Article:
Insulated precast concrete panels are cast into a specific shape at a location other than its in service position. The concrete is placed into a form, typically wood or steel, and cured before being stripped from the form, usually the following day. These components are then transported to the construction site for erection into place. Precast concrete components are reinforced with either conventional reinforcing bars, strands with high tensile strength, or a combination of both. The strands are pretensioned in the form before the concrete is poured. Once the concrete has cured to a specific strength, the strands are cut (de-tensioned).
As the strands, having bonded to the concrete, attempt to regain their original untensioned length, they bond to the concrete and apply a compressive force. This “precompression” increases load-carrying capacity to the components and helps control cracking to specified limits allowed by building codes.
Prestressed concrete has been used in European buildings and structures since the early 1900s. The Baha’I Temple in Winnetka, Ill., which began construction in the 1910s, also used architectural concrete techniques to build its facade. But it wasn’t until the 1950s that prestressing and, later, precast concrete techniques became a significant influence in the American construction industry.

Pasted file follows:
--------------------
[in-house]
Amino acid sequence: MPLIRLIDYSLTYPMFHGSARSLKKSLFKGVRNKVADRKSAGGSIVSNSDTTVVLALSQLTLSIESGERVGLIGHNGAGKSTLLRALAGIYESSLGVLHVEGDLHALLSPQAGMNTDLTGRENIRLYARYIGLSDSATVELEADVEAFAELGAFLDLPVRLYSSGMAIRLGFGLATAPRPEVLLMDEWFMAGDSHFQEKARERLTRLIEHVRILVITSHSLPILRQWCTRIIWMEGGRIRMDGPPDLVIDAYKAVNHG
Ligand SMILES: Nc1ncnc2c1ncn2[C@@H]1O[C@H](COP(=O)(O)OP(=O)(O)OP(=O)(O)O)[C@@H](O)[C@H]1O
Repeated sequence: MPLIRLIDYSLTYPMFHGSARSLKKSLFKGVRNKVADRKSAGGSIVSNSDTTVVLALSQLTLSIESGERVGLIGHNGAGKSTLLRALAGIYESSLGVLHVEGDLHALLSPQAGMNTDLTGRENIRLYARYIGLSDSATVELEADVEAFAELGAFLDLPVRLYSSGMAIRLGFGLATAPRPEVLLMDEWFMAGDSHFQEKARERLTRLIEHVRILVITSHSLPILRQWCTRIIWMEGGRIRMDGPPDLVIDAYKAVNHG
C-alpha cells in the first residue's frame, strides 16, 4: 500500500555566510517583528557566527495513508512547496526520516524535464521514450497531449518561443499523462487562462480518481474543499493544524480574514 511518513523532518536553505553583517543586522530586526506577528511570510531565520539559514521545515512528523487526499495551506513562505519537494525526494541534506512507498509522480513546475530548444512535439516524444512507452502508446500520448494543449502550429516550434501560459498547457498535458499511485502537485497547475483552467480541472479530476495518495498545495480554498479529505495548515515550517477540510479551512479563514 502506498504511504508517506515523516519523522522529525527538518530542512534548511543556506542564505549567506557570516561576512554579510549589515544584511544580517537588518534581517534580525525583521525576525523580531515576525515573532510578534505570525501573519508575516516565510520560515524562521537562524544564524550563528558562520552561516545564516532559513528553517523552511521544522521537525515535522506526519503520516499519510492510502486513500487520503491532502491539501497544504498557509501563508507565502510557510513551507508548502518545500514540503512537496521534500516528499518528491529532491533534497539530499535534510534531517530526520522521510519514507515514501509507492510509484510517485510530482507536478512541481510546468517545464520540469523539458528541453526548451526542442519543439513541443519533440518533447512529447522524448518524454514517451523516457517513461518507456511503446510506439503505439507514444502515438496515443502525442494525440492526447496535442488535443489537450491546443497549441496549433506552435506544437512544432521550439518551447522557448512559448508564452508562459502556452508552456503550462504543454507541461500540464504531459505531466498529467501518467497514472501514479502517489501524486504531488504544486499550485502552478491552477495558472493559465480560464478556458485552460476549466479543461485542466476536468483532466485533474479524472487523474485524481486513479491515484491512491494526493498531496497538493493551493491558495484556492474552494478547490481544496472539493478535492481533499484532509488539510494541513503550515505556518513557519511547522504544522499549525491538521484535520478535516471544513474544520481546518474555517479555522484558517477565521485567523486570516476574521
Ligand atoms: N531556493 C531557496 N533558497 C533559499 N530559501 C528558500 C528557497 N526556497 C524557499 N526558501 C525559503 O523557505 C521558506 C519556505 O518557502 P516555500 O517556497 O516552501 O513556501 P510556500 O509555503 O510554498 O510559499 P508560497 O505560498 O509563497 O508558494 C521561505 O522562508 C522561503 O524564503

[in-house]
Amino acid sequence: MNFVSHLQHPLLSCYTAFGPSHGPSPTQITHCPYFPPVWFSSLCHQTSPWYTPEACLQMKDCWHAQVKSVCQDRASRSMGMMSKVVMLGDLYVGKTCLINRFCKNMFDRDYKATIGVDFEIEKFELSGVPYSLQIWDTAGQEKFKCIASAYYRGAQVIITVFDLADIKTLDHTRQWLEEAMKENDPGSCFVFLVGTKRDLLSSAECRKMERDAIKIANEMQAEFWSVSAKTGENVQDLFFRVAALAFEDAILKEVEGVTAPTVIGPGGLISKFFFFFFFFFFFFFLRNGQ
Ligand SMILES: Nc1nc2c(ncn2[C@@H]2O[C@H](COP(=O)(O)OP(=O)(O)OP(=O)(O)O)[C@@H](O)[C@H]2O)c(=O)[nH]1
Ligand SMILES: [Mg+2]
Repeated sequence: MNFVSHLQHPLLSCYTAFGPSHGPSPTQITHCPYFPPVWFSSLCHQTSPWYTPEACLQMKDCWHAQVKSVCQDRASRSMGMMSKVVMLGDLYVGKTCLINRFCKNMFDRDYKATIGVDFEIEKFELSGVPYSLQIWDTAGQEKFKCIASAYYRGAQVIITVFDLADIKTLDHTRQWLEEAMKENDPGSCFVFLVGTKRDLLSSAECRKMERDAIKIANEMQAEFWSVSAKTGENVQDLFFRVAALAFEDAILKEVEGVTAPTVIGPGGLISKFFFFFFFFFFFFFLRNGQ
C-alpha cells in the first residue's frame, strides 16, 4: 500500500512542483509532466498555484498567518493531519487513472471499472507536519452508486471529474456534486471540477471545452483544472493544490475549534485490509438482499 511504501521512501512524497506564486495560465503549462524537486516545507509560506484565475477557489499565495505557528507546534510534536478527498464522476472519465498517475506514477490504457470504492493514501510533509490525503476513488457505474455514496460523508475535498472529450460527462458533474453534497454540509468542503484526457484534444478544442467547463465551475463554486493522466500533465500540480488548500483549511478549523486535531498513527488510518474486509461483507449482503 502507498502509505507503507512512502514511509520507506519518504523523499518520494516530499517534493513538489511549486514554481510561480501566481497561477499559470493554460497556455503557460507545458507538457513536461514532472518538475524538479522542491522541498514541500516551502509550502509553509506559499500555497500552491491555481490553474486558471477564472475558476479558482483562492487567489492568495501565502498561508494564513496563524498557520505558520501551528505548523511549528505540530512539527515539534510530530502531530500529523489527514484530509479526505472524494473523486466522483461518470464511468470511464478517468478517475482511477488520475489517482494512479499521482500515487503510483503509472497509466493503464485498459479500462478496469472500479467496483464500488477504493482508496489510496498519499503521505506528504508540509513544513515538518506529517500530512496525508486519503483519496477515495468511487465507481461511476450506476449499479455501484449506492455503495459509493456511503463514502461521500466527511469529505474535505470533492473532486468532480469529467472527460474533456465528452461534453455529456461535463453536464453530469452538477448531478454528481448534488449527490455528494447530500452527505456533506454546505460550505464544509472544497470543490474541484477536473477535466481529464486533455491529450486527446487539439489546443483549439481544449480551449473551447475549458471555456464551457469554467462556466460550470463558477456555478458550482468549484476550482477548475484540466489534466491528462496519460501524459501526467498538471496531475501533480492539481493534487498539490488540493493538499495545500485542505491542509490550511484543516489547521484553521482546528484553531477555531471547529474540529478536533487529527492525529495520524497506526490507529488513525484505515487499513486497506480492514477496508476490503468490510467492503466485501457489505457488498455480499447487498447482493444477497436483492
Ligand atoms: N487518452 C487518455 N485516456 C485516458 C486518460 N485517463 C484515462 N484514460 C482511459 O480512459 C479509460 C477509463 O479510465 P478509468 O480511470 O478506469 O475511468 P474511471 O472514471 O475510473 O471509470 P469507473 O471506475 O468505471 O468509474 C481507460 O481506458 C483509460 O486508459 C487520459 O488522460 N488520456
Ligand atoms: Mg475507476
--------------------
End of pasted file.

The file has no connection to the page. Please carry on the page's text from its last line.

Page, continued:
The first true U.S. project to incorporate prestressed concrete components was the Walnut Lane Memorial Bridge in Philadelphia, Pa., which was built in 1950 with prestressed concrete girders. The concept was the brainchild of Professor Gustave Magnel of Belgium. He initially developed the concept of prestressed concrete in the 1940s while at the University of Ghent. After he visited America in 1946 and published a book on the concepts, his ideas began to grow in popularity.
Thermomass systems have been used in precast wall panels since 1980, with the first uses being in agricultural and cold storage applications.